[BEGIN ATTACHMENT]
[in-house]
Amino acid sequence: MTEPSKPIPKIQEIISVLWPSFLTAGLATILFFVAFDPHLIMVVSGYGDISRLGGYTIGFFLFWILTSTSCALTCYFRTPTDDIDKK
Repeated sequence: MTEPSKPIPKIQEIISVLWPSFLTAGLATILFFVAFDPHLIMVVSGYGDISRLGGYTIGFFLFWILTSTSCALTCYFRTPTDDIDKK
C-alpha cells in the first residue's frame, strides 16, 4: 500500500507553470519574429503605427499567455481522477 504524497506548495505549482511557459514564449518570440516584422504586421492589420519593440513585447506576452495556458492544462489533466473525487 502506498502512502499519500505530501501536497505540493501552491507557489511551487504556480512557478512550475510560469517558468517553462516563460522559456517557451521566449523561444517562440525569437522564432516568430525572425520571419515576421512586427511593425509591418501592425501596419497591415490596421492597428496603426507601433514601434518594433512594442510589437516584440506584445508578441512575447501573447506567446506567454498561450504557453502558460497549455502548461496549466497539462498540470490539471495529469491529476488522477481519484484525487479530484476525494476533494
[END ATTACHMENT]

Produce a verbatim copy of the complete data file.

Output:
[in-house]
Amino acid sequence: MTEPSKPIPKIQEIISVLWPSFLTAGLATILFFVAFDPHLIMVVSGYGDISRLGGYTIGFFLFWILTSTSCALTCYFRTPTDDIDKK
Repeated sequence: MTEPSKPIPKIQEIISVLWPSFLTAGLATILFFVAFDPHLIMVVSGYGDISRLGGYTIGFFLFWILTSTSCALTCYFRTPTDDIDKK
C-alpha cells in the first residue's frame, strides 16, 4: 500500500507553470519574429503605427499567455481522477 504524497506548495505549482511557459514564449518570440516584422504586421492589420519593440513585447506576452495556458492544462489533466473525487 502506498502512502499519500505530501501536497505540493501552491507557489511551487504556480512557478512550475510560469517558468517553462516563460522559456517557451521566449523561444517562440525569437522564432516568430525572425520571419515576421512586427511593425509591418501592425501596419497591415490596421492597428496603426507601433514601434518594433512594442510589437516584440506584445508578441512575447501573447506567446506567454498561450504557453502558460497549455502548461496549466497539462498540470490539471495529469491529476488522477481519484484525487479530484476525494476533494